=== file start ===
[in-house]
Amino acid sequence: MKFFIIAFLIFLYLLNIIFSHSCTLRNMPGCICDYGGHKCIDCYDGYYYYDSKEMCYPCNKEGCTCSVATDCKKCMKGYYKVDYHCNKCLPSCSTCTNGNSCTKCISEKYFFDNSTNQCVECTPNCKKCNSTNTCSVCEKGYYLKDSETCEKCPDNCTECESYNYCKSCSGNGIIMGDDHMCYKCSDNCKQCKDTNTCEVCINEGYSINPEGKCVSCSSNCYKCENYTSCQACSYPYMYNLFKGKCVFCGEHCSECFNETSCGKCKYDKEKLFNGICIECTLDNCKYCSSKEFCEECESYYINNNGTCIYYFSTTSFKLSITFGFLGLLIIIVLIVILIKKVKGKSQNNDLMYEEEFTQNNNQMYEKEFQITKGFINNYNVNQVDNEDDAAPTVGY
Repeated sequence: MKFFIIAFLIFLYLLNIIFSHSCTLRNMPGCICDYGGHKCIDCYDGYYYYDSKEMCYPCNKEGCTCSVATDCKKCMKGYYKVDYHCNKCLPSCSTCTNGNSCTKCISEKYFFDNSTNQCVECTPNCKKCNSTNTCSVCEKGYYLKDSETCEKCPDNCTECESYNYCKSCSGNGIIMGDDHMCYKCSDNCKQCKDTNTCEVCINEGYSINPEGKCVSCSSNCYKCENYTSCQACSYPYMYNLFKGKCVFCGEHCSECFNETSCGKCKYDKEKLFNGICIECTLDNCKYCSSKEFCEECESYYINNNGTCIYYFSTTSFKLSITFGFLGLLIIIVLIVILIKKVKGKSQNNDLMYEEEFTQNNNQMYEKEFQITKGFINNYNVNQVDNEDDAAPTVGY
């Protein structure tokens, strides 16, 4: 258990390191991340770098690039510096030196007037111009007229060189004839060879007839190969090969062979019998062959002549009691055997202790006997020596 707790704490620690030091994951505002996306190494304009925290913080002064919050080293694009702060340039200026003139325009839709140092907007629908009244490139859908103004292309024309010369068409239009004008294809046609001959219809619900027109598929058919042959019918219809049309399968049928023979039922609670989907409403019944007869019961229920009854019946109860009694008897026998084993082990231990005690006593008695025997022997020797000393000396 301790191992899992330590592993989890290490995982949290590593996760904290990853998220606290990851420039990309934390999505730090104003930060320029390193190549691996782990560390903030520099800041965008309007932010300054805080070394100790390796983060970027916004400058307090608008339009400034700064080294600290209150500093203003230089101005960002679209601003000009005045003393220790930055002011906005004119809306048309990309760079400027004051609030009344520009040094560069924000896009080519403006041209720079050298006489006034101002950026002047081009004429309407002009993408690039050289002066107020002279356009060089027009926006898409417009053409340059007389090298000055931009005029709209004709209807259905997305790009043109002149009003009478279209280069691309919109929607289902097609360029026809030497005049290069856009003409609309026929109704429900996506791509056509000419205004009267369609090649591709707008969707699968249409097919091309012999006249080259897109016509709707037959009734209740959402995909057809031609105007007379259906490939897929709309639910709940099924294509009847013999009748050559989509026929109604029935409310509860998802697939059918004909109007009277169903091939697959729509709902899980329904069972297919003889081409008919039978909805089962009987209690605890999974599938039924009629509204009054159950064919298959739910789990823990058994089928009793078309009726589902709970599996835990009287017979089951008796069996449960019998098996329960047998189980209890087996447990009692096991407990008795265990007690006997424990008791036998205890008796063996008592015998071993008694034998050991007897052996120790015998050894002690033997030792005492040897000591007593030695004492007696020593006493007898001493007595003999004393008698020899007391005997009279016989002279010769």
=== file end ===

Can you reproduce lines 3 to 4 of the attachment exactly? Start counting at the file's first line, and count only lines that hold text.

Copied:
Repeated sequence: MKFFIIAFLIFLYLLNIIFSHSCTLRNMPGCICDYGGHKCIDCYDGYYYYDSKEMCYPCNKEGCTCSVATDCKKCMKGYYKVDYHCNKCLPSCSTCTNGNSCTKCISEKYFFDNSTNQCVECTPNCKKCNSTNTCSVCEKGYYLKDSETCEKCPDNCTECESYNYCKSCSGNGIIMGDDHMCYKCSDNCKQCKDTNTCEVCINEGYSINPEGKCVSCSSNCYKCENYTSCQACSYPYMYNLFKGKCVFCGEHCSECFNETSCGKCKYDKEKLFNGICIECTLDNCKYCSSKEFCEECESYYINNNGTCIYYFSTTSFKLSITFGFLGLLIIIVLIVILIKKVKGKSQNNDLMYEEEFTQNNNQMYEKEFQITKGFINNYNVNQVDNEDDAAPTVGY
């Protein structure tokens, strides 16, 4: 258990390191991340770098690039510096030196007037111009007229060189004839060879007839190969090969062979019998062959002549009691055997202790006997020596 707790704490620690030091994951505002996306190494304009925290913080002064919050080293694009702060340039200026003139325009839709140092907007629908009244490139859908103004292309024309010369068409239009004008294809046609001959219809619900027109598929058919042959019918219809049309399968049928023979039922609670989907409403019944007869019961229920009854019946109860009694008897026998084993082990231990005690006593008695025997022997020797000393000396 301790191992899992330590592993989890290490995982949290590593996760904290990853998220606290990851420039990309934390999505730090104003930060320029390193190549691996782990560390903030520099800041965008309007932010300054805080070394100790390796983060970027916004400058307090608008339009400034700064080294600290209150500093203003230089101005960002679209601003000009005045003393220790930055002011906005004119809306048309990309760079400027004051609030009344520009040094560069924000896009080519403006041209720079050298006489006034101002950026002047081009004429309407002009993408690039050289002066107020002279356009060089027009926006898409417009053409340059007389090298000055931009005029709209004709209807259905997305790009043109002149009003009478279209280069691309919109929607289902097609360029026809030497005049290069856009003409609309026929109704429900996506791509056509000419205004009267369609090649591709707008969707699968249409097919091309012999006249080259897109016509709707037959009734209740959402995909057809031609105007007379259906490939897929709309639910709940099924294509009847013999009748050559989509026929109604029935409310509860998802697939059918004909109007009277169903091939697959729509709902899980329904069972297919003889081409008919039978909805089962009987209690605890999974599938039924009629509204009054159950064919298959739910789990823990058994089928009793078309009726589902709970599996835990009287017979089951008796069996449960019998098996329960047998189980209890087996447990009692096991407990008795265990007690006997424990008791036998205890008796063996008592015998071993008694034998050991007897052996120790015998050894002690033997030792005492040897000591007593030695004492007696020593006493007898001493007595003999004393008698020899007391005997009279016989002279010769």